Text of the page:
Bill Morrison

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since Apr 04, 2003
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Recent posts by Bill Morrison

Gentlemen,
I have been reading several sources on depicting J2EE components and systems in UML. At this time, there seems to be several approaches with little formality beyond that which UML itself provides. Find "UML Profile for EJB" for a draft spec from Rational. Also, "UML J2EE" on Amazon yields a couple of good books.
To the point though, UML provides the notion of stereotypes that allows us to use shorthand notation in modeling systems that are based on defined types.
The question might be: What are the stereotypes that readily recognized or otherwise needed to be defined?
Regards,
Bill
Darryl,
I.M.H.O.!!
The architect should take the stance that would provide the deliverables that are required. Typically, architecture deliverables do not require detailed alternatives. Rather, the architect should propose a design that can be rationalized based on both an understanding and an evaluation of the issues that arise from possible scenarios.
The architect must recognize the risks and difficulties of building the system and then provide the developers an effective and efficient way to build the system and its subsystems. This can be tantamount to providing a rigorous system structure that incorporates one or more frameworks for subsystems. The framework might be incarnations of various design patterns that address the problem space of a particular subsystem. The developers chore is to adapt to the rigorous system structure and to design and build components that based on the framework patterns available within each subsystem.
Regards,
Bill
Eduard,
I think servers in the DMZ should also serve as proxies. In other words, they should not only convert HTTPS to HTTP, but also to look at each HTTP request to determine if it is acceptable. Of course, the devil is in the details. But, I don't think there is significant security risk in providing a very thin web tier front-end in the DMZ. A good design would assure that system resources in the DMZ would ward of denial-of-service attacks, etc. Only valid requests (I'm still thinking RMI-IIOP) would pass thru the second firewall, which serves to protect the valuable assets.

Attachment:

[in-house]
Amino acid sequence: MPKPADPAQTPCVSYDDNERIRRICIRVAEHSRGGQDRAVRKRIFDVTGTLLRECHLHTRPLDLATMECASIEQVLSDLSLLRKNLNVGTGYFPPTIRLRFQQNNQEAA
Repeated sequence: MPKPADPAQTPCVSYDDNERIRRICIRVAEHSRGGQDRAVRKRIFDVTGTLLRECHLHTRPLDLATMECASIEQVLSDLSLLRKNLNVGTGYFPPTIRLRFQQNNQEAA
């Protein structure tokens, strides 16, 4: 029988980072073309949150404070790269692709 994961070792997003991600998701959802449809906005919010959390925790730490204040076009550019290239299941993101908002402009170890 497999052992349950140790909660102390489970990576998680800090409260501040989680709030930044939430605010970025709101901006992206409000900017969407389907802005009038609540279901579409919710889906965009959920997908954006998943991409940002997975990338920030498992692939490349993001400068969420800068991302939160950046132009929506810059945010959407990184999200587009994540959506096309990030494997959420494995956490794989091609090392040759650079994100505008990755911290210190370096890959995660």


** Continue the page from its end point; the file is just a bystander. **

Regards,
Bill
If we first assume that one or more web servers behind a firewall are responsible for accepting SSL connections from the Internet, then it seems to me unlikely that their only other function would be to serve as mere HTTP proxies to establish HTTP connections to a web server behind another firewall. Instead, wouldn't we get more bang for our buck by having those DMZ web servers perform other functions like Internet client authentication and the lighter-weight front-end aspects of an MVC architecture? I would think that those web servers would communicate via RMI/IIOP through the inner firewall to the bulk of the business logic on the protected application server.
What do you think?
Another note here: I revisited the EJB 2.0 CompositeEntity issue. I have found one reference that argues that the pattern is still valid and one that cautions against its use. I'll need to spend more time on this to formulate an opinion.
-Bill
Eduard,
I agree. I don't intend to design clients in any detail. I'll leave that to the developers in the next iteration. I will only provide the architecture and design that meets the requirements as discussed.
Regards,
Bill
Debanjana,
I must admit that I perhaps don't fully understand your question.
However, I have read that it isn't a good idea to use the CompositeEntity pattern in on an EJB 2.0 platform. The issues are BMP versus CMP, course-grain versus fine-grain, and local versus remote interfaces. As Eduard points out, serializing references is a big issue and gets even bigger when you consider clustering and such.
My point here is, if I understand your question, strickly speaking the answer might be yes. However, I don't fully understand your question and the more likely answer is that you perhaps shouldn't do it without understanding the availability and maintainability issues.
Regards,
Bill